- Architects: Chain10 Architecture & Interior Design Institute
- Location: Kaohsiung City, Taiwan
- Category: Housing
- Lead Architect: KENG-FU LO
- Clients: U-QUALITY
- Area: 800.85 m2
- Project Year: 2018
- Photographs: Qimin Wu
For this year’s Women in Architecture Awards, The Architectural Review and the Architects’ Journal have selected Sheila O’Donnell as Architect of the Year and Xu Tiantian to win the Moira Gemill Prize for Emerging Architecture in the 2019 Women in Architecture awards. The Architect of the Year award recognizes excellence in design specifically in the context of a recently completed project and the Moira Gemmill Prize for Emerging Architecture is awarded to women designers under the age of 45 who show design excellence indicative of a bright future.
The first major exhibition of fashion by French designer Thierry Mugler, presented at the Montreal Museum of Fine Arts, examines his visions for “metamorphoses, superheroines and cyborgs”.
Made between 1977 and 2014, the pieces demonstrate the creative prowess of the house of Thierry Mugler, which is credited with revolutionising the fashion industry, and particularly haute couture, with its theatrical designs.
The exhibition marks the first comprehensive retrospective of his work, bringing together garments, accessories and costumes alongside photography, video and archival sketches.
“People have offered to exhibit my work a number of times, but the idea of simply looking back has never interested me,” Thierry Mugler, who now goes by Manfred, said in a statement. “There is no future without a past, so I hope that this exhibition will inspire in its visitors a new creative future.”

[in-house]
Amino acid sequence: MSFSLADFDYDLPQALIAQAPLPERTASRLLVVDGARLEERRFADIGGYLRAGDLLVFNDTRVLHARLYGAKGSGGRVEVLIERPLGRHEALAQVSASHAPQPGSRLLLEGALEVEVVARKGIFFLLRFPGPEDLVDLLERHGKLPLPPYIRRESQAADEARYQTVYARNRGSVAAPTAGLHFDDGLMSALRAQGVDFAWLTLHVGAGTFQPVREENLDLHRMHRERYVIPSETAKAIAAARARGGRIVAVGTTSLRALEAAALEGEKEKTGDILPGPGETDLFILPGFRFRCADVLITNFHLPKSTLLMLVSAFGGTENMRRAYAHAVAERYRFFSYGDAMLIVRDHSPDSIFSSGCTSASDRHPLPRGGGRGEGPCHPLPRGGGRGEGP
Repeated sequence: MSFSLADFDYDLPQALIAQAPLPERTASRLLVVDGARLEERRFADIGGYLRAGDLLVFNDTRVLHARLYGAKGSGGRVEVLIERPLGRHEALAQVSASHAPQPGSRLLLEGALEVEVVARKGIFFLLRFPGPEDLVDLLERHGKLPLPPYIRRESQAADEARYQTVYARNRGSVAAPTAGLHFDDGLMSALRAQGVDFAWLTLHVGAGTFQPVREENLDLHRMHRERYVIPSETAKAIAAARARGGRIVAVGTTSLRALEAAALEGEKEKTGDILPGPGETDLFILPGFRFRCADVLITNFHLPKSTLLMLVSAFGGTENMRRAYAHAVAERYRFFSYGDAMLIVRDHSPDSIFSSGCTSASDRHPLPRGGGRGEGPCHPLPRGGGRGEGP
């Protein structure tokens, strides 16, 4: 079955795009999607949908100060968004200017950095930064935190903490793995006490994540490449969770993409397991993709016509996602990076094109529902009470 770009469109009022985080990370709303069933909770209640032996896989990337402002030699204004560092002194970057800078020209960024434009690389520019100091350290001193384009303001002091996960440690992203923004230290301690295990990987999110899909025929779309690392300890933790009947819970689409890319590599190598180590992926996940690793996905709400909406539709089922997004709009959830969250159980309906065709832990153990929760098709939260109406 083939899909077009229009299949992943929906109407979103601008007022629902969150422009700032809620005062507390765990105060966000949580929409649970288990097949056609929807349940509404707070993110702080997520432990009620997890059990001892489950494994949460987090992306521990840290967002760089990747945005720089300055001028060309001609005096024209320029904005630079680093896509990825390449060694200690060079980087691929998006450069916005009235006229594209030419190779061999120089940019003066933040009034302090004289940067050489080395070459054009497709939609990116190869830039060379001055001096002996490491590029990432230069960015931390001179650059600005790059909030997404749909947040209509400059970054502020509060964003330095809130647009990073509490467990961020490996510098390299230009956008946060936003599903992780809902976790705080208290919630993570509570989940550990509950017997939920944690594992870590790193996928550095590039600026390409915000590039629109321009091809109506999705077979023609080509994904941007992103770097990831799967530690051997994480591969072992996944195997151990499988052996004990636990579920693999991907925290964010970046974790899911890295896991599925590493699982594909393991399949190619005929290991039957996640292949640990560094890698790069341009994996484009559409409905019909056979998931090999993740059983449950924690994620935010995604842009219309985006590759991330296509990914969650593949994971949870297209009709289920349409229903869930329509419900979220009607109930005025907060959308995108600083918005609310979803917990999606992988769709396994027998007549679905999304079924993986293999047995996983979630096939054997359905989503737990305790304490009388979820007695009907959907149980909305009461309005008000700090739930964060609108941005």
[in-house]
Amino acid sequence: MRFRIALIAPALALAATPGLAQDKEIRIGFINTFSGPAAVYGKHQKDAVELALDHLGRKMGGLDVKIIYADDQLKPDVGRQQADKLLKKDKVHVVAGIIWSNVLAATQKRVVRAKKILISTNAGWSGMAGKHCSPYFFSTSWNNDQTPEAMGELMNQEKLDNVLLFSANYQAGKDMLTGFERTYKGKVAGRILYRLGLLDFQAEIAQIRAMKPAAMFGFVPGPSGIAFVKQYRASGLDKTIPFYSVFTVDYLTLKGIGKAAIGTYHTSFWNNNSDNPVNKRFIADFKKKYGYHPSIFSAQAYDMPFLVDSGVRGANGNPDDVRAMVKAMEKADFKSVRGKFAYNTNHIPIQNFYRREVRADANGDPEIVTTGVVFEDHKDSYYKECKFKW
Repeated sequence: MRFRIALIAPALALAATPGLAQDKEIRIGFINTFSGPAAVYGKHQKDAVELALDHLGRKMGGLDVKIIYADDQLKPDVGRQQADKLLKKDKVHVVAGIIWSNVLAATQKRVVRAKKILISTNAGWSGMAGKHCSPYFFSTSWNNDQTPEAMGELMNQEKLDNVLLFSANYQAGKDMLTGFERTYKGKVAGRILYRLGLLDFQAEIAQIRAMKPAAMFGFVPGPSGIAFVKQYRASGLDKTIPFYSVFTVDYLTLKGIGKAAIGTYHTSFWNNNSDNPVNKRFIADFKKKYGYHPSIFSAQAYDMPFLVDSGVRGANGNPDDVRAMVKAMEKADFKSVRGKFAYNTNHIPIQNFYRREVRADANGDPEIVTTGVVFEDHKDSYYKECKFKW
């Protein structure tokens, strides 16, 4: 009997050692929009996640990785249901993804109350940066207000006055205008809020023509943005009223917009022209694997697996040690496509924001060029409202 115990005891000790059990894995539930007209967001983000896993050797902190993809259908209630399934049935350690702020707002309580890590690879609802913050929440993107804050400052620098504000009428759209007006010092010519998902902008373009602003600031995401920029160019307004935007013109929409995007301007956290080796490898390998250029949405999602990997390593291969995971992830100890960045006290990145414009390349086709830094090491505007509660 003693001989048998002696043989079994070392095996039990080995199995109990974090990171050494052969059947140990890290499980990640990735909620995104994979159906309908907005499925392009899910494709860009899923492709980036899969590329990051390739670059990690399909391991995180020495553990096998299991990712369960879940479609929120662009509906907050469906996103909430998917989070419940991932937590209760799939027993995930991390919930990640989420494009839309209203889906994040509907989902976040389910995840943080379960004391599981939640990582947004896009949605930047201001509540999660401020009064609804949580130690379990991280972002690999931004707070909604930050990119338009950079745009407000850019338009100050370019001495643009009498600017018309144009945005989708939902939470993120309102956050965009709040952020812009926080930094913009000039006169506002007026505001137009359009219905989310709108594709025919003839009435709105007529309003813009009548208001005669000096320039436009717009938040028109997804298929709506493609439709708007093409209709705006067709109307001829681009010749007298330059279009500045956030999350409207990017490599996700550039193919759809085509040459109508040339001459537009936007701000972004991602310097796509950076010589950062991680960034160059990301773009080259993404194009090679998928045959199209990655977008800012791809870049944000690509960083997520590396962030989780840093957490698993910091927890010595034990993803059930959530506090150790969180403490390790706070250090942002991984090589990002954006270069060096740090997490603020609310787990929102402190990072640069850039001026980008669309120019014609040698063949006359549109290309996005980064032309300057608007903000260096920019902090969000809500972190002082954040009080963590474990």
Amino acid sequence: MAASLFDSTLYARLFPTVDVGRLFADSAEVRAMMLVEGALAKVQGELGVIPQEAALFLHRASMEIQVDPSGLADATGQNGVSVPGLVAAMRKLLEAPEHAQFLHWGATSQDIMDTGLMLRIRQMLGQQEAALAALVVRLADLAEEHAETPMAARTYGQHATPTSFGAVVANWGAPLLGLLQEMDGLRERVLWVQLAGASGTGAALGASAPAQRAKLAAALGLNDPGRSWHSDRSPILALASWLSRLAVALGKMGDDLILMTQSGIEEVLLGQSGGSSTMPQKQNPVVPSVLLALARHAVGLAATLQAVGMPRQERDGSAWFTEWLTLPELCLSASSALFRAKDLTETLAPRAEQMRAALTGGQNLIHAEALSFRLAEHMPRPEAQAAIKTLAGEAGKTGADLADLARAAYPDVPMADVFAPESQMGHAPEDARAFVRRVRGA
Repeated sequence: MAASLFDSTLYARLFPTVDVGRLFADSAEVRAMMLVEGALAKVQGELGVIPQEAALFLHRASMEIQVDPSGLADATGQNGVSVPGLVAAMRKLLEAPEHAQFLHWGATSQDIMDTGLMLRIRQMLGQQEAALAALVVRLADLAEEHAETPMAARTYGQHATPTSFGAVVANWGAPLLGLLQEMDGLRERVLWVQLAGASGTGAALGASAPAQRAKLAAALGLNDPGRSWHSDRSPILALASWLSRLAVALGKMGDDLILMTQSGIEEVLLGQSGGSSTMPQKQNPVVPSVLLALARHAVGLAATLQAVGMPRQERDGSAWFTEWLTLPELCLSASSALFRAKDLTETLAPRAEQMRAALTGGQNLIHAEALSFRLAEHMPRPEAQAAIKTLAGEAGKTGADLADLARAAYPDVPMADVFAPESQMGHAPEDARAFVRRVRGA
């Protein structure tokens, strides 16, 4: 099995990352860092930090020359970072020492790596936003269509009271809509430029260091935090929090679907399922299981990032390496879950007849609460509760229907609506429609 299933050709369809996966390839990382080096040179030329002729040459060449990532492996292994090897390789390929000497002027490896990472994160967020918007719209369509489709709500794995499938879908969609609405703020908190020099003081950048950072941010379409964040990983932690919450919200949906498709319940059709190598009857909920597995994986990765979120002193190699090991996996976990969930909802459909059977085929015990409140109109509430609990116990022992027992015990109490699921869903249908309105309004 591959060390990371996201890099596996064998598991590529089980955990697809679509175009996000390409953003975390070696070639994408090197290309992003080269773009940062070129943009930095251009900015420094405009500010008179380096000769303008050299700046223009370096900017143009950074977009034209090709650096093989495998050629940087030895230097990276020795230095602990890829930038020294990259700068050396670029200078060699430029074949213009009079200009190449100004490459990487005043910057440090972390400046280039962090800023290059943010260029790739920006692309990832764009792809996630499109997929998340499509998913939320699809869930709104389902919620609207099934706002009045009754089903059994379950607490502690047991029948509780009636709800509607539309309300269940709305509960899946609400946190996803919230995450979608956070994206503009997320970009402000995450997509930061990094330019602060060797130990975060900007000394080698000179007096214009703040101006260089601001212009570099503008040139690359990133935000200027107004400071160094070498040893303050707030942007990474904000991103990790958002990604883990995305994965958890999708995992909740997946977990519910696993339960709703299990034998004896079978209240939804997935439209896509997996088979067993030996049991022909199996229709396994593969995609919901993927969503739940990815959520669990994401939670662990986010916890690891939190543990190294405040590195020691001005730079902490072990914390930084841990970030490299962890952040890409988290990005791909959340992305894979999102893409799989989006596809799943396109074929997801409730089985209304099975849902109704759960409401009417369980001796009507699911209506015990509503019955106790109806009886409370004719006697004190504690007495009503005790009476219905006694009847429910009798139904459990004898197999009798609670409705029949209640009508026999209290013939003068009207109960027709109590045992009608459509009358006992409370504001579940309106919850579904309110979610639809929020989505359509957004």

Mugler is known for his structural garments, and innovative use of unusual materials like glass, chrome car parts and LEDs lights.
His outfits often feature exaggerated and powerful – yet feminine – silhouettes, and are celebrated for their imagination and transformative qualities.
“Metamorphoses, superheroines and cyborgs inhabit the work of this designer who perceived early on, and with considerable humour, the coming transhumanist revolutions,” said MMFA director general and chief curator Nathalie Bondil.
“His sleek, elegant creatures, his dangerous seductresses, populate a world of glamour at the edges of reality.”
The Parisian house of Thierry Mugler was set up by its namesake in 1973. Its rise coincided with the supermodel era, and figures like Naomi Campbell, Cindy Crawford and Linda Evangelista were all photographed in Mugler designs.
However, parent company Clarins – which bought the brand in 1997 – closed it down in 2003 following significant losses.
After a reboot, Italian-Japanese designer Nicola Formichetti served as the brand’s creative director from 2010 to 2013, before British designer David Koma took the helm.
In the run-up to the MMFA exhibition, vintage Mugler designs have reappeared on several celebrities, including Cardi B – who wore a piece from his 1995-96 couture collection to the 2019 Grammy Awards – and Kim Kardashian at various recent events.
But his garments have continually cropped up in popular culture for many years: Demi Moore’s black dress in 1993 movie Indecent Proposal; costumes for Beyoncé’s 2009 I Am… World Tour; Lady Gaga’s black-and-white ensemble in the 2010 music video for Telephone.
Mugler also directed and designed the costumes for George Michael’s Too Funky music video in 1992, and worked on outfits for David Bowie.
On the catwalk, his dramatic clothes appeared in stark contrast to those of his minimalist peers, like Calvin Klein and Helmut Lang.
“Thierry Mugler not only left his mark on his era, he revolutionised fashion with his creations in sculptural forms that are both futuristic and elegant,” exhibition curator Thierry-Maxime Loriot. “He staged the most spectacular fashion shows and breathed new life into haute couture, notably through the use of new materials such as metal, latex and faux fur.”
“His distinctive style transcended trends, and continues to influence a new generation of couturiers,” he added.
Mugler collaborated with the museum team on the showcase, which is divided into six “acts”.